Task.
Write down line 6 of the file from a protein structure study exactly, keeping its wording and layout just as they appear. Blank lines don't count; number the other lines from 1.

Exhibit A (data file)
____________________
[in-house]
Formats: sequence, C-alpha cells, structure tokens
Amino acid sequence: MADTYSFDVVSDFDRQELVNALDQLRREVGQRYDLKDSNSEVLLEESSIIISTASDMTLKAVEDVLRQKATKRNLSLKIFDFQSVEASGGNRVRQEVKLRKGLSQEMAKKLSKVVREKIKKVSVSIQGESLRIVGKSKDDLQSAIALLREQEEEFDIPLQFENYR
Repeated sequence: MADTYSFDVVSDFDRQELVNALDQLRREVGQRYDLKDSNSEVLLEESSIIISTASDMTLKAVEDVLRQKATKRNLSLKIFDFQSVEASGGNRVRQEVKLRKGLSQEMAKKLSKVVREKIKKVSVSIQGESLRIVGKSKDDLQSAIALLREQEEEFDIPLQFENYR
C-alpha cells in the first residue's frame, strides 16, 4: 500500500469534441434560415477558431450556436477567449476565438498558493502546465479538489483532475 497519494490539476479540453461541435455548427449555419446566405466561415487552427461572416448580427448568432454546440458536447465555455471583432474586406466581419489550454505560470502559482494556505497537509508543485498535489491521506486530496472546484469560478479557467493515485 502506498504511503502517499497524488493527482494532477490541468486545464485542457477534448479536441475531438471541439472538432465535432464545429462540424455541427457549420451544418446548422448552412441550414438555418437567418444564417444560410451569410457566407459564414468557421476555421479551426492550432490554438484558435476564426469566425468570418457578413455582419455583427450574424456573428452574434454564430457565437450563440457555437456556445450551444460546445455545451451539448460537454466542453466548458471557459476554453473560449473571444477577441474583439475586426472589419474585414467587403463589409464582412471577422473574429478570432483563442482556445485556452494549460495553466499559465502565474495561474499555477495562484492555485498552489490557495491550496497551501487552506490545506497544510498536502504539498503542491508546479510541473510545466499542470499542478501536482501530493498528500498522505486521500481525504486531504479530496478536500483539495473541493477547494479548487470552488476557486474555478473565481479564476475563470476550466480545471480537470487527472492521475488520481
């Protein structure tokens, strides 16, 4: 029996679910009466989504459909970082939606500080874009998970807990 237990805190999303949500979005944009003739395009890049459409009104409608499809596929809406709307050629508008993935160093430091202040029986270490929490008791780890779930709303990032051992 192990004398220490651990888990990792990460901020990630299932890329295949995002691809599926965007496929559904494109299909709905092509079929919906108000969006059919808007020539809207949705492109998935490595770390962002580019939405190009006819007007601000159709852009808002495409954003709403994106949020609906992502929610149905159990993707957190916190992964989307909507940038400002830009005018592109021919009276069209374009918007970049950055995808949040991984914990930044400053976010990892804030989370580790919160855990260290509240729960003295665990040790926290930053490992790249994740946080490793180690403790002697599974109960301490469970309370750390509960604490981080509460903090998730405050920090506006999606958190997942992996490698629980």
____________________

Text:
């Protein structure tokens, strides 16, 4: 029996679910009466989504459909970082939606500080874009998970807990 237990805190999303949500979005944009003739395009890049459409009104409608499809596929809406709307050629508008993935160093430091202040029986270490929490008791780890779930709303990032051992 192990004398220490651990888990990792990460901020990630299932890329295949995002691809599926965007496929559904494109299909709905092509079929919906108000969006059919808007020539809207949705492109998935490595770390962002580019939405190009006819007007601000159709852009808002495409954003709403994106949020609906992502929610149905159990993707957190916190992964989307909507940038400002830009005018592109021919009276069209374009918007970049950055995808949040991984914990930044400053976010990892804030989370580790919160855990260290509240729960003295665990040790926290930053490992790249994740946080490793180690403790002697599974109960301490469970309370750390509960604490981080509460903090998730405050920090506006999606958190997942992996490698629980």